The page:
‘Come, my head’s free at last!’ said Alice in a tone of delight, which changed into alarm in another moment, when she found that her shoulders were nowhere to be found: all she could see, when she looked down, was an immense length of neck, which seemed to rise like a stalk out of a sea of green leaves that lay far below her. What CAN all that green stuff be?’ said Alice. ‘And where HAVE my shoulders got to? And oh, my poor hands, how is it I can’t see you?’ She was moving them about as she spoke, but no result seemed to follow, except a little shaking among the distant green leaves.
Fix now decided to make a bold move; he resolved to tell Passepartout all. It seemed to be the only possible means of keeping Phileas Fogg several days longer at Hong Kong. He accordingly invited his companion into a tavern which caught his eye on the quay. On entering, they found themselves in a large room handsomely decorated, at the end of which was a large camp-bed furnished with cushions. Several persons lay upon this bed in a deep sleep. At the small tables which were arranged about the room some thirty customers were drinking English beer, porter, gin, and brandy; smoking, the while, long red clay pipes stuffed with little balls of opium mingled with essence of rose. From time to time one of the smokers, overcome with the narcotic, would slip under the table, whereupon the waiters, taking him by the head and feet, carried and laid him upon the bed. The bed already supported twenty of these stupefied sots. Continue Reading
As for Fix, he said to himself that the Bank of England would certainly not come out of this affair well indemnified. When they reached England, even if Mr. Fogg did not throw some handfuls of bank-bills into the sea, more than seven thousand pounds would have been spent!
An hour after, the Henrietta passed the lighthouse which marks the entrance of the Hudson, turned the point of Sandy Hook, and put to sea. During the day she skirted Long Island, passed Fire Island, and directed her course rapidly eastward.
All the yard-arms were tipped with a pallid fire; and touched at each tri-pointed lightning-rod-end with three tapering white flames, each of the three tall masts was silently burning in that sulphurous air, like three gigantic wax tapers before an altar.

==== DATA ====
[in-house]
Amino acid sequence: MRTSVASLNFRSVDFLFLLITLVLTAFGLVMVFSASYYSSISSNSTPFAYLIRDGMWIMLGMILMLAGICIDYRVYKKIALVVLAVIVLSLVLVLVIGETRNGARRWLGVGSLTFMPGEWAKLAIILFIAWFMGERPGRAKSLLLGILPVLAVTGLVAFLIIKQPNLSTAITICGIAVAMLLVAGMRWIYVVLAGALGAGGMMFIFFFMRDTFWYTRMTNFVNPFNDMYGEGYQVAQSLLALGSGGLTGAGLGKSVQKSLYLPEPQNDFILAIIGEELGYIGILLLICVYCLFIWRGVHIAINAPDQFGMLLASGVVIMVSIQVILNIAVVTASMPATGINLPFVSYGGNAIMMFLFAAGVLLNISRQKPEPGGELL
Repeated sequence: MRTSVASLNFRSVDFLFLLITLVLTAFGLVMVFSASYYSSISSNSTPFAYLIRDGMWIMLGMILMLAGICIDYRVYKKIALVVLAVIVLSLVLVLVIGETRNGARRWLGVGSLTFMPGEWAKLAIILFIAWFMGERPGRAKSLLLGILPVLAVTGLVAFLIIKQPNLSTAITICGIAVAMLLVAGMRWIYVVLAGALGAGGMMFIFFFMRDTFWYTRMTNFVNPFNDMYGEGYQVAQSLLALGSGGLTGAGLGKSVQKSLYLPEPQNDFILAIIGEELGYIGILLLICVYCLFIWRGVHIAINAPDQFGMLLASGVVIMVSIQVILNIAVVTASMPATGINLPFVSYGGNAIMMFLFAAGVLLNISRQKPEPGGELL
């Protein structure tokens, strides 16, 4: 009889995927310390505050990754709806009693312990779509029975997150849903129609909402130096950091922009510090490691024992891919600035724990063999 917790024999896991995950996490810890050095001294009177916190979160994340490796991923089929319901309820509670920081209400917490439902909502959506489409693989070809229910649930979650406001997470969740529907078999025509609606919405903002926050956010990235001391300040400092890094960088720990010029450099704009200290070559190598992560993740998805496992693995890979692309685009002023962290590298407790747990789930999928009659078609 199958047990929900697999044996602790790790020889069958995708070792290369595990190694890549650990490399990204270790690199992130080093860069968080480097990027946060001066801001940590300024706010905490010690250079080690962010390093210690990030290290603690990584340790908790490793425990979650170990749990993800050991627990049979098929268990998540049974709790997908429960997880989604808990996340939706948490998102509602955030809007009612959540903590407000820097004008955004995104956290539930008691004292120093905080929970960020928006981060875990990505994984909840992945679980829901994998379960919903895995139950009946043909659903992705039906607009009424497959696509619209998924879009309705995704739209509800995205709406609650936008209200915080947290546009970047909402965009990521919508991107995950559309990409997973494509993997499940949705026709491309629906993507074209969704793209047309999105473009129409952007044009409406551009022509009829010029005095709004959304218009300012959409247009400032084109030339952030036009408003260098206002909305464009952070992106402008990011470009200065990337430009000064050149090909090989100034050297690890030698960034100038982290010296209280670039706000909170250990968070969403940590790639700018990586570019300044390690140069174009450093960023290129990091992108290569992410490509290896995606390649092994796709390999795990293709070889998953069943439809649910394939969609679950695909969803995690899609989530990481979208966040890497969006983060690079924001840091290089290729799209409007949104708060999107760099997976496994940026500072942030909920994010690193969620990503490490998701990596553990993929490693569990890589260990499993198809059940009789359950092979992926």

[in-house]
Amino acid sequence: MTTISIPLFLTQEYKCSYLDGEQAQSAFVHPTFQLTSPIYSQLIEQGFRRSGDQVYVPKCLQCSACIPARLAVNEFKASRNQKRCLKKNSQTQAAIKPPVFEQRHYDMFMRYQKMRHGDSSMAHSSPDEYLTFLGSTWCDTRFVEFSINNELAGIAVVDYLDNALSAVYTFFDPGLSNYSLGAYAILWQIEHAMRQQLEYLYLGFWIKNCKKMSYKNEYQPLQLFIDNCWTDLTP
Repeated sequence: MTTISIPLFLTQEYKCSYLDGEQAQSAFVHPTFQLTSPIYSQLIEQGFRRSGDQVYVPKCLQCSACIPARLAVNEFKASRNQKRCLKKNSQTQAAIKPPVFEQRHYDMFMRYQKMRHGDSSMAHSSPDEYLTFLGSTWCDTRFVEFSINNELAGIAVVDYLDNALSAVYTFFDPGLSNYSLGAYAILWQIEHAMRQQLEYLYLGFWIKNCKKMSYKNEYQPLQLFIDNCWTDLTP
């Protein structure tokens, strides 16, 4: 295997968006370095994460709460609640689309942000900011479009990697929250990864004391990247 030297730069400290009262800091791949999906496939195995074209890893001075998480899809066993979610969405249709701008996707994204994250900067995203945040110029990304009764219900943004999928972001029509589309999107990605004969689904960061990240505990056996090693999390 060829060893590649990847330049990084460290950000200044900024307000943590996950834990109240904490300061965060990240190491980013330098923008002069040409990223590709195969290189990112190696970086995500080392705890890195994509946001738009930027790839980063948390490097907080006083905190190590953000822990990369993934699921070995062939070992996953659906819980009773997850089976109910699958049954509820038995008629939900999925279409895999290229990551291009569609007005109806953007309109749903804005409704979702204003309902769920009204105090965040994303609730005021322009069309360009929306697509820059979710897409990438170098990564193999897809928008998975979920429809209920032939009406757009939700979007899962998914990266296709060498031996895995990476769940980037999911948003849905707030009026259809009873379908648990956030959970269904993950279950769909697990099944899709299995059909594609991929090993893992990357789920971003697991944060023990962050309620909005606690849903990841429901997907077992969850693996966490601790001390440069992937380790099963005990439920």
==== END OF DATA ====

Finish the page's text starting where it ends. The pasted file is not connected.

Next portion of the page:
“Blast the boat! let it go!” cried Stubb at this instant, as a swashing sea heaved up under his own little craft, so that its gunwale violently jammed his hand, as he was passing a lashing. “Blast it!”—but slipping backward on the deck, his uplifted eyes caught the flames; and immediately shifting his tone he cried—”The corpusants have mercy on us all!” Continue Reading
Once more I took up my flight, nor were the Sagoths apparently overanxious to press their pursuit so closely as before. Unmolested I reached the top of the canyon where I found a sheer drop of two or three hundred feet to the bottom of a rocky chasm; but on the left a narrow ledge rounded the shoulder of the overhanging cliff. Along this I advanced, and at a sudden turning, a few yards beyond the canyon’s end, the path widened, and at my left I saw the opening to a large cave. Before, the ledge continued until it passed from sight about another projecting buttress of the mountain. Continue Reading
Were this world an endless plain, and by sailing eastward we could for ever reach new distances, and discover sights more sweet and strange than any Cyclades or Islands of King Solomon, then there were promise in the voyage. But in pursuit of those far mysteries we dream of, or in tormented chase of that demon phantom that, some time or other, swims before all human hearts; while chasing such over this round globe, they either lead us on in barren mazes or midway leave us whelmed. Continue Reading